On Jun 20, 2019, at 13:25, nate lust <firstname.lastname@example.org> wrote:
There is nothing more humbling than sending nonsense out to an entire mailing list.
You’re something like the 300th person to suggest overloading assignment, but the only one of that 300 willing to think it through, much less create a patch. That’s hardly something to feel bad about!
There are other supporting changes, but the core idea is just that the type struct (typeobject.c) now has one more field (I called it tp_setself) that under normal circumstances is just 0. Then in the insertdict function (dictobject.c) (which does just what it sounds), post looking up the old value, and pre setting anything new, I added a block to check if tp_setself is defined on the type of the old value. If it is this means the user defined a __setself__ method on a type and it is called with the value that was to be assigned causing whatever side effects the user chose for that function, and the rest of insertdict body is never run.
Intercepting this at the namespace’s dict rather than at the store op is a really clever idea, and it seems like it should avoid the major performance hit as well. But I have a few questions.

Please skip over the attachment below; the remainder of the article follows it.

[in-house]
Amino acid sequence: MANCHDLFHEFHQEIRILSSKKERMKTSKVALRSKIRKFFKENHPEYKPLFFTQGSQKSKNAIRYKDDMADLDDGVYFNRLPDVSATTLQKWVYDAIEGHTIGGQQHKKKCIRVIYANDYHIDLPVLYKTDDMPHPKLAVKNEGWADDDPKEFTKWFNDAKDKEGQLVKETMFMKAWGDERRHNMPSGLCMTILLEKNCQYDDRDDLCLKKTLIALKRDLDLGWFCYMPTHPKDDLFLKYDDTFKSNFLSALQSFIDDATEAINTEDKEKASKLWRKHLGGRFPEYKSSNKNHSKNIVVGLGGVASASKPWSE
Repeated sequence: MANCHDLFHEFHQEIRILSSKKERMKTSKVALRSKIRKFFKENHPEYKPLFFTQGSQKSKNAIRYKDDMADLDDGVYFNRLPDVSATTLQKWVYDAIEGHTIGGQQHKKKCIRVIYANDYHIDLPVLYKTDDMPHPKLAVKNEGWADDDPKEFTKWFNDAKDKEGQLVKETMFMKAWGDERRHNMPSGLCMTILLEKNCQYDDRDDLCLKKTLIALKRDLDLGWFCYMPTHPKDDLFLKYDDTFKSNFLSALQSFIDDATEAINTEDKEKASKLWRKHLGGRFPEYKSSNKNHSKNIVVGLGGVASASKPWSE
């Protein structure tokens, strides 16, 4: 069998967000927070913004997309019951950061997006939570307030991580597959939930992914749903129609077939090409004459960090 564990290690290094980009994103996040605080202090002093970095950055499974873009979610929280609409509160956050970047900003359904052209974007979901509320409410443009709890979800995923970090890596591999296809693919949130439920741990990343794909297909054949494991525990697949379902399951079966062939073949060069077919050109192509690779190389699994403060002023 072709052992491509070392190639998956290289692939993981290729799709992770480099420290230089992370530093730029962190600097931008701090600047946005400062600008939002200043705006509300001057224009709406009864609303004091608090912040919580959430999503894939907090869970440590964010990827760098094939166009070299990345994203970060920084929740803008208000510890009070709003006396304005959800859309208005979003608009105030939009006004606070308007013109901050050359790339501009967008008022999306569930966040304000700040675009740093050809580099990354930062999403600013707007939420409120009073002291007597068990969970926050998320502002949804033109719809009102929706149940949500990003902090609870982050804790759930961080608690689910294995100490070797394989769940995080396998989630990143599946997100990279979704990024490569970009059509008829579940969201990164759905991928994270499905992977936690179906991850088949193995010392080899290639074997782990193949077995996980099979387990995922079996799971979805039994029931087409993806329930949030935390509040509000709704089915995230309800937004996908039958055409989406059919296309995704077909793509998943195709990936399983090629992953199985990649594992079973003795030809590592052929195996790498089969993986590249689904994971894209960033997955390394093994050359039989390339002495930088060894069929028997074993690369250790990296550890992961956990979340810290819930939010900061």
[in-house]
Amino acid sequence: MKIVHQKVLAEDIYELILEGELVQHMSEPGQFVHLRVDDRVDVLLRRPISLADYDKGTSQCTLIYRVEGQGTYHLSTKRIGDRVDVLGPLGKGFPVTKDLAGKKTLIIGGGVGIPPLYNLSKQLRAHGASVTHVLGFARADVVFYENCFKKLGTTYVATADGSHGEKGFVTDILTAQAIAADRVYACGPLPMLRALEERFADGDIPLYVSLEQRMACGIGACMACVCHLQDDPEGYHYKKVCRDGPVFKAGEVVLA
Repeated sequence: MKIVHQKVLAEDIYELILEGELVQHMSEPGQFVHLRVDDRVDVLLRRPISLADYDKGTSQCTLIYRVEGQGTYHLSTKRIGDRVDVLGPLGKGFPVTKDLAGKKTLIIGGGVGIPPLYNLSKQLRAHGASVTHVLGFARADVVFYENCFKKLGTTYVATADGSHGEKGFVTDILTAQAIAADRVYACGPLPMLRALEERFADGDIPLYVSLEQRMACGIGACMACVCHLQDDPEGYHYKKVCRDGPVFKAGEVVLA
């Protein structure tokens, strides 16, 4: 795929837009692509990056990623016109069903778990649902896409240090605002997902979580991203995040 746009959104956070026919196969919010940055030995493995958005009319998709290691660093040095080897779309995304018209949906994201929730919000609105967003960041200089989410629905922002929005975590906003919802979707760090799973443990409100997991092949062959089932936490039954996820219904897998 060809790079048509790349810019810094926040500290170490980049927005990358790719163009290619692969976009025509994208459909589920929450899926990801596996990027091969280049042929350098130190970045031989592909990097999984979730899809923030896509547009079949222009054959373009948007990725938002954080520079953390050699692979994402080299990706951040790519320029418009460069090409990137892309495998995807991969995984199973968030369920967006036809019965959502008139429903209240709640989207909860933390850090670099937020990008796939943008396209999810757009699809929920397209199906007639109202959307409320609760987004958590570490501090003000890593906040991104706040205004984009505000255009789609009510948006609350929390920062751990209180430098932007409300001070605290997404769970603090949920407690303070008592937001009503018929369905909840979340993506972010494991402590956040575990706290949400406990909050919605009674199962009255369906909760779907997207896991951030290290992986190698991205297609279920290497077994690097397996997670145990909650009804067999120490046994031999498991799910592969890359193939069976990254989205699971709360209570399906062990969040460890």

Does assigning a local variable actually call dictinsert anywhere? There is a locals dict, but I believe it’s only created and kept up to date with the fast locals array if you ask for it.
What about other namespaces that aren’t dicts, like attributes of __slots__ classes?
What about dicts that aren’t namespaces? For example, will x[y] = z call __setself__ on x[y] if x is a dict, but not if it’s a list (and if it’s a SortedDict it may or may not depending on internal details of how that’s implemented under the covers)?
Will x += y call __setself__(self) after the __iadd__(y)?
I’m not entirely sure what the right answer is for all of these situations. And that might depend on how you describe this protocol in the docs (the name “setself” doesn’t necessarily imply the same thing as “overloading assignment”).